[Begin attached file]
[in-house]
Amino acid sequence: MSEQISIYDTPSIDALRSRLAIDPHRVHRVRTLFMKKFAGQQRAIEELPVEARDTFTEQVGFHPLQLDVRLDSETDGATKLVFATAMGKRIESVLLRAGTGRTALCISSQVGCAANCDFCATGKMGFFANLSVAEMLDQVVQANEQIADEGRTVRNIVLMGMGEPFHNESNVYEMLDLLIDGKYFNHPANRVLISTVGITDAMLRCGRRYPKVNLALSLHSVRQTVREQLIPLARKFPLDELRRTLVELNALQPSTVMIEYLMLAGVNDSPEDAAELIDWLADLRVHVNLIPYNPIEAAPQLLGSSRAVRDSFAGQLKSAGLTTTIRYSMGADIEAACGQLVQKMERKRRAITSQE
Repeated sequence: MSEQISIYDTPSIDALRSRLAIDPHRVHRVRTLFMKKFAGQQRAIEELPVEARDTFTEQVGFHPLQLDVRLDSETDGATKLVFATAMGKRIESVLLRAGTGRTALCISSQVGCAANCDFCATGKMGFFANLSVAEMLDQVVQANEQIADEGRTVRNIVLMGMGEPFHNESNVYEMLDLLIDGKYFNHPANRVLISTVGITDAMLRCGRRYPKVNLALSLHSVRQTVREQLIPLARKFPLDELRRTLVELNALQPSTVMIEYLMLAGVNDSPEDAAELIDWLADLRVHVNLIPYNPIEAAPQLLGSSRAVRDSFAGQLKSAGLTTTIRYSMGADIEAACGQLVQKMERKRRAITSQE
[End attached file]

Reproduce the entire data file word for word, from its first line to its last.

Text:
[in-house]
Amino acid sequence: MSEQISIYDTPSIDALRSRLAIDPHRVHRVRTLFMKKFAGQQRAIEELPVEARDTFTEQVGFHPLQLDVRLDSETDGATKLVFATAMGKRIESVLLRAGTGRTALCISSQVGCAANCDFCATGKMGFFANLSVAEMLDQVVQANEQIADEGRTVRNIVLMGMGEPFHNESNVYEMLDLLIDGKYFNHPANRVLISTVGITDAMLRCGRRYPKVNLALSLHSVRQTVREQLIPLARKFPLDELRRTLVELNALQPSTVMIEYLMLAGVNDSPEDAAELIDWLADLRVHVNLIPYNPIEAAPQLLGSSRAVRDSFAGQLKSAGLTTTIRYSMGADIEAACGQLVQKMERKRRAITSQE
Repeated sequence: MSEQISIYDTPSIDALRSRLAIDPHRVHRVRTLFMKKFAGQQRAIEELPVEARDTFTEQVGFHPLQLDVRLDSETDGATKLVFATAMGKRIESVLLRAGTGRTALCISSQVGCAANCDFCATGKMGFFANLSVAEMLDQVVQANEQIADEGRTVRNIVLMGMGEPFHNESNVYEMLDLLIDGKYFNHPANRVLISTVGITDAMLRCGRRYPKVNLALSLHSVRQTVREQLIPLARKFPLDELRRTLVELNALQPSTVMIEYLMLAGVNDSPEDAAELIDWLADLRVHVNLIPYNPIEAAPQLLGSSRAVRDSFAGQLKSAGLTTTIRYSMGADIEAACGQLVQKMERKRRAITSQE